Students who fail to meet the minimum cumulative and semester grade-point average standard (2.0) or meet the minimum standards for pace will be placed on Financial Aid Warning for the subsequent semester. Students are still eligible for financial aid during the Warning semester. Students receiving financial aid for the first time will be placed on Financial Aid Warning as applicable if they did not meet the minimum grade point average or course completion standards as noted in this policy prior to applying for financial aid.
Financial Aid Suspension – Losing Title IV Eligibility
Students on Financial Aid Warning who fail to maintain the minimum standards for pace and/or maintain the minimum cumulative and semester GPA requirement will be placed on Financial Aid Suspension status for subsequent semesters. No financial aid will be disbursed during subsequent semesters until the student regains financial aid eligibility. Students who do not complete their program within the maximum time frame also lose eligibility for financial aid and are placed on Financial Aid Suspension status.
Financial Aid Probation and Reinstatement of Aid
Reinstatement of financial aid after a student is placed in Financial Aid Suspension status is achieved in one of the following ways. Students who are beyond the maximum time frame to completion may regain financial aid eligibility on a semester-by-semester basis through the appeal process:
- The student submits an appeal (see procedures below), and the Appeals Committee grants the appeal. The student is then placed on Financial Aid Probation for the next semester and is eligible for aid during the Financial Aid Probation semester. If the appeal is approved, but the Committee has determined that the student will not be able to meet the SAP standards within one semester, the student will be placed on Financial Aid Probation with an Academic Plan to ensure the student can meet SAP by a specific point in time.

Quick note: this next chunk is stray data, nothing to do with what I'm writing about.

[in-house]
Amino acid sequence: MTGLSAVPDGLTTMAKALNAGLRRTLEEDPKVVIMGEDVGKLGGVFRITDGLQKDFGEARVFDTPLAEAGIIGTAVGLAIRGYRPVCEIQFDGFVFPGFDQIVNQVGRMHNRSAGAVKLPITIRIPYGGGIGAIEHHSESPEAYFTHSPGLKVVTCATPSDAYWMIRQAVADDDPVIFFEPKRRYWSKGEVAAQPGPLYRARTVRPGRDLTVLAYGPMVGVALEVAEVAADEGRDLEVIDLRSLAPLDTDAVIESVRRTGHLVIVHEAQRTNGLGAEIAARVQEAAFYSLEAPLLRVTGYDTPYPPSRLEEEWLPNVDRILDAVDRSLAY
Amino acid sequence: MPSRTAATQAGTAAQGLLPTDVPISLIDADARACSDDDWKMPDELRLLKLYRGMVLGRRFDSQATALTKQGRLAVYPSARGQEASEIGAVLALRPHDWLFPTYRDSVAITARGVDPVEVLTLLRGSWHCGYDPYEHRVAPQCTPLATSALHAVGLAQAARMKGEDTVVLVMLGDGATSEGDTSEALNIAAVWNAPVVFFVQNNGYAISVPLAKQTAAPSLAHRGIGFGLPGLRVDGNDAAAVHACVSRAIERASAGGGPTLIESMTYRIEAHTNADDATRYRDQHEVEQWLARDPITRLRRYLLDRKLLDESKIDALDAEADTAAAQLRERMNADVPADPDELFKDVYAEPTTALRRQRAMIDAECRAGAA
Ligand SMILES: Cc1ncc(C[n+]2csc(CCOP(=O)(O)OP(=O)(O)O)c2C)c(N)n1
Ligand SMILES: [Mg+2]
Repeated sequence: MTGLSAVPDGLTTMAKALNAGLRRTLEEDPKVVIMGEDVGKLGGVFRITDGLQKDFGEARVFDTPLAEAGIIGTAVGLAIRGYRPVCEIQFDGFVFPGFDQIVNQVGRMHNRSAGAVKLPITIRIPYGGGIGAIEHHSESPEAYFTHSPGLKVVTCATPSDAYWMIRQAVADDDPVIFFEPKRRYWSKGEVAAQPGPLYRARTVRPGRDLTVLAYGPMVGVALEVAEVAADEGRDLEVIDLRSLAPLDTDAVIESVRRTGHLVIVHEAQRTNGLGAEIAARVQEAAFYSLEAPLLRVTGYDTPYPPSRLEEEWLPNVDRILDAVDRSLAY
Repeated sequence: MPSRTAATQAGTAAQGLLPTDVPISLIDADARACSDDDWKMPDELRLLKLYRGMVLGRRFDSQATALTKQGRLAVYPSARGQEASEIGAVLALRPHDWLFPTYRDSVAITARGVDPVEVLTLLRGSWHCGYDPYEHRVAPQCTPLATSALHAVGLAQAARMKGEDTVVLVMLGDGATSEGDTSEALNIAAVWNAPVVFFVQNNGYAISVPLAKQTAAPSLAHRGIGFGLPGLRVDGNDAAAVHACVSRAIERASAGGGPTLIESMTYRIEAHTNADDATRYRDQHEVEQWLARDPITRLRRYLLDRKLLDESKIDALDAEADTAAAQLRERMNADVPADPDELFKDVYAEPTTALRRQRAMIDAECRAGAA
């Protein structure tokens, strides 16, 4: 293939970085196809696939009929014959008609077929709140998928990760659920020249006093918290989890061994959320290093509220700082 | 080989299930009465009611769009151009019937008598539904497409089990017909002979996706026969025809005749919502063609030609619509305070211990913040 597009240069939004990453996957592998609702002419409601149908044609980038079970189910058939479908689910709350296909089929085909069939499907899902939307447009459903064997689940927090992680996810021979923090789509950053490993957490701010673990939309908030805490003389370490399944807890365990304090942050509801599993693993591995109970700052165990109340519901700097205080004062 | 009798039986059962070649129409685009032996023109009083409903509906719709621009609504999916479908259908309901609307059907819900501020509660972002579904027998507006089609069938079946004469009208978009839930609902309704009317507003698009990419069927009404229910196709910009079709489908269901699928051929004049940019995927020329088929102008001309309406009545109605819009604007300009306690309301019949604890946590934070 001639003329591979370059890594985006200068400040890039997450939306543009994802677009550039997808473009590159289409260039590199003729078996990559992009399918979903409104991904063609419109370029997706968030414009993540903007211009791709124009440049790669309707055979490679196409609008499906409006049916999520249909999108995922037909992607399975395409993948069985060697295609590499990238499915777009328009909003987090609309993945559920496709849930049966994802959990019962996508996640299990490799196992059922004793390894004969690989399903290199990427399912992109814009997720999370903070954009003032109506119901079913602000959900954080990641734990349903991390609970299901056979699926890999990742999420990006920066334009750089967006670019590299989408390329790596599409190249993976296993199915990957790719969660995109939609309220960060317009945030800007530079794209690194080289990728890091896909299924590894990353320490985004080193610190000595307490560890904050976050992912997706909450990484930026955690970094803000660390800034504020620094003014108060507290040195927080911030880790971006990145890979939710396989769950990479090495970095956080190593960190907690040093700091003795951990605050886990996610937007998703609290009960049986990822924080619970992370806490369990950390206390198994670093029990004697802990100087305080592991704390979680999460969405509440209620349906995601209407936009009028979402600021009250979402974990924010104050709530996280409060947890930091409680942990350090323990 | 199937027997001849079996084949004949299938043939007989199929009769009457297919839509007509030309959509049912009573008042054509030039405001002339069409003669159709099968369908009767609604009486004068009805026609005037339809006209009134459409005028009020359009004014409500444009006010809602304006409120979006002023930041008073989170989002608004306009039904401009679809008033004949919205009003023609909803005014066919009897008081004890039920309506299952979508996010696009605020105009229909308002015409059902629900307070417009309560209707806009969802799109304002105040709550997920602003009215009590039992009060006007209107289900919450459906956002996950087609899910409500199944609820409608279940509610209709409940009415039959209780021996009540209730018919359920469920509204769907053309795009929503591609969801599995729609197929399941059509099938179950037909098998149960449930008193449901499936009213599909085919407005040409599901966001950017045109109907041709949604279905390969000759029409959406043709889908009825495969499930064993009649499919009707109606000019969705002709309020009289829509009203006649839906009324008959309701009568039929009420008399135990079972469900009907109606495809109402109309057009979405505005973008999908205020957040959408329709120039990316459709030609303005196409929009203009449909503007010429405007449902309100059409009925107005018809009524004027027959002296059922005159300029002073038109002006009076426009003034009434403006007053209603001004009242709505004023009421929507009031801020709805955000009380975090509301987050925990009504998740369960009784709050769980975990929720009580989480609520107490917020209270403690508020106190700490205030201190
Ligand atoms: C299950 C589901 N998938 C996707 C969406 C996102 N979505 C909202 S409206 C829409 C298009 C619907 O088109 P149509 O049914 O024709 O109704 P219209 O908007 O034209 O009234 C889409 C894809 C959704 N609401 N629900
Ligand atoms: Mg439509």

- The student registers for coursework while on Financial Aid Suspension status, pays for tuition and fees without the help of student financial aid, and does well enough in the coursework to satisfy SAP at the end of the subsequent semester(s).
Students who wish to appeal must submit an appeal of Financial Aid Suspension status in writing to the financial aid office at least two weeks before the start of the next semester. Students should follow the guidelines noted online, giving special attention to the academic plan. The committee will review the appeal and notify students of the decision within fourteen working days after the Appeals Committee meets and makes its determination. Appeals should include the following:
- The grounds for appeal (i.e., working too many hours, etc.)
- Demonstration that the student understands the reason behind the failure to meet the SAP requirements
- Specific plans to rectify the student’s current academic status
The committee will review the appeal and consult with academic advisers and other involved parties as needed. Students will receive written notification of the decision. All decisions on appeals are final. Students who lose eligibility for financial aid due to not meeting the minimum SAP standards more than one time during their program may submit an appeal each time.